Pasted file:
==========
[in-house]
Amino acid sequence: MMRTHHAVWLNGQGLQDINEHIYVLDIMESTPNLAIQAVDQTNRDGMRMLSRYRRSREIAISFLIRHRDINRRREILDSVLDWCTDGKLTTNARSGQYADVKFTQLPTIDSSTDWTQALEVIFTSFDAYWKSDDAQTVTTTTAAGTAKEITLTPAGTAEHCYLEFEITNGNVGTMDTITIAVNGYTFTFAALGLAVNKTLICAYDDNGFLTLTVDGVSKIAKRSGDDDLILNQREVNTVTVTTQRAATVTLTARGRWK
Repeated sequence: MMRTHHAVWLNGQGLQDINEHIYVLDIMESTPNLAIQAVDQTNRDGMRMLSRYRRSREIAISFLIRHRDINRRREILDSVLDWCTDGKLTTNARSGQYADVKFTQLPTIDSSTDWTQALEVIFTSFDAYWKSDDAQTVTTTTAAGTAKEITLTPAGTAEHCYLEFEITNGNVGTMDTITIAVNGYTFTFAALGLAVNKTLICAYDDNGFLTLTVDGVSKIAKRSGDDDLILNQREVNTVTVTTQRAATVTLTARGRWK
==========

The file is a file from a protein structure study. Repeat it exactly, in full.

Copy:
[in-house]
Amino acid sequence: MMRTHHAVWLNGQGLQDINEHIYVLDIMESTPNLAIQAVDQTNRDGMRMLSRYRRSREIAISFLIRHRDINRRREILDSVLDWCTDGKLTTNARSGQYADVKFTQLPTIDSSTDWTQALEVIFTSFDAYWKSDDAQTVTTTTAAGTAKEITLTPAGTAEHCYLEFEITNGNVGTMDTITIAVNGYTFTFAALGLAVNKTLICAYDDNGFLTLTVDGVSKIAKRSGDDDLILNQREVNTVTVTTQRAATVTLTARGRWK
Repeated sequence: MMRTHHAVWLNGQGLQDINEHIYVLDIMESTPNLAIQAVDQTNRDGMRMLSRYRRSREIAISFLIRHRDINRRREILDSVLDWCTDGKLTTNARSGQYADVKFTQLPTIDSSTDWTQALEVIFTSFDAYWKSDDAQTVTTTTAAGTAKEITLTPAGTAEHCYLEFEITNGNVGTMDTITIAVNGYTFTFAALGLAVNKTLICAYDDNGFLTLTVDGVSKIAKRSGDDDLILNQREVNTVTVTTQRAATVTLTARGRWK